El Tivoli Place: A Hidden North Oak Cliff Treasure

 

7110 Cliffdale Avenue

If you aren’t familiar with the El Tivoli Place neighborhood, you’re not alone. Touted as a hidden North Oak Cliff treasure, the neighborhood epitomizes the saying that “big things come in small packages.”

El Tivoli Place is big on beauty, charm, life, and style. Despite its proximity to downtown Dallas, the neighborhood maintains a quiet, serene vibe characterized by rolling hills, creeks, winding streets, and old-growth trees. And the history of El Tivoli Place is every bit as colorful as the tapestry of native spring flowers growing throughout the area.

The residential neighborhood primarily began at the end of World War II when developers started building new homes in El Tivoli Place to accommodate the influx of Navy personnel transferring to Naval Air Station Dallas in Grand Prairie. But land usage changed dramatically in the century that led up to homebuilding.

The El Tivoli site was originally part of 640 acres of Peters Colony land that the State of Texas granted to Anson McCracken in 1850. Five years later, he and his wife sold the land, which was mostly located in the adjacent Beverly Hills neighborhood, to the European and American Society of Colonization to Texas for a French settlement called La Reunion.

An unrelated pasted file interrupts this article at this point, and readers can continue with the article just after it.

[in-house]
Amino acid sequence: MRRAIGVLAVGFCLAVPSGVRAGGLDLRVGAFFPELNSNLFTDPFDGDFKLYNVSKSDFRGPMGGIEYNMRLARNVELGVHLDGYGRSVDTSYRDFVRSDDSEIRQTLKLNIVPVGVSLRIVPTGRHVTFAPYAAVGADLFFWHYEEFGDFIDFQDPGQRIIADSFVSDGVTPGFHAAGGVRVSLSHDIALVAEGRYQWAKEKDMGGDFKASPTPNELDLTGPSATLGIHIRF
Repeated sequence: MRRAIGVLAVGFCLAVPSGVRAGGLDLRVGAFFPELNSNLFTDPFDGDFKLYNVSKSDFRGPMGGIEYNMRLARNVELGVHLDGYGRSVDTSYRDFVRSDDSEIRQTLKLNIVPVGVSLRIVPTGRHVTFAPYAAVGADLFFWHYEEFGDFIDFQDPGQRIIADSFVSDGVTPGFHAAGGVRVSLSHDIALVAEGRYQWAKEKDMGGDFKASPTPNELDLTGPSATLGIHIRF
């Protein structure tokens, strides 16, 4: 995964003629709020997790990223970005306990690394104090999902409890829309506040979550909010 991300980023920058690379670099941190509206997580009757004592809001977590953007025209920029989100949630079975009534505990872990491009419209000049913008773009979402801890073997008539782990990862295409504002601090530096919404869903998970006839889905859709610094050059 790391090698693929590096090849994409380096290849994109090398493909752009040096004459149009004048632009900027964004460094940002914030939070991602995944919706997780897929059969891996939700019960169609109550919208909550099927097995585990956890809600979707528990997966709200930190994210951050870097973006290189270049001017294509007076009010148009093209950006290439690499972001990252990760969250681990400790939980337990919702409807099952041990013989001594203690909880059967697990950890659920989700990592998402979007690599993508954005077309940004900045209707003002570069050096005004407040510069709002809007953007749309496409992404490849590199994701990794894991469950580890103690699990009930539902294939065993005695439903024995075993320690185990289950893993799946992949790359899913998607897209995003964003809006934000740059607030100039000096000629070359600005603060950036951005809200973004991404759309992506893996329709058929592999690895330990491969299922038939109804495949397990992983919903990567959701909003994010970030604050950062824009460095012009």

Since the group mostly contained artisans, aristocrats, physicians, and just a handful of European farmers, they were ill-equipped for farming in the harsh Texas conditions. Within 18 months, settlers gave up, abandoned La Reunion, and went their separate ways.

2716 Avon Street

Botanist Julien Reverchon – whose namesake is Reverchon Park in Dallas – arrived from Europe too late to save La Reunion, but he ultimately purchased his own land in what is now the residential addition in El Tivoli Place. And that’s where he became prominent in native flora.

The land later became a dairy farm. In the 1900s, the Catholic Diocese purchased the land and opened El Tivoli Country Club and Golf Course, and that’s where the El Tivoli Place neighborhood got its name. Though the facilities closed during Prohibition, a historical marker near the sixth hole of Stevens Golf Course identifies the area.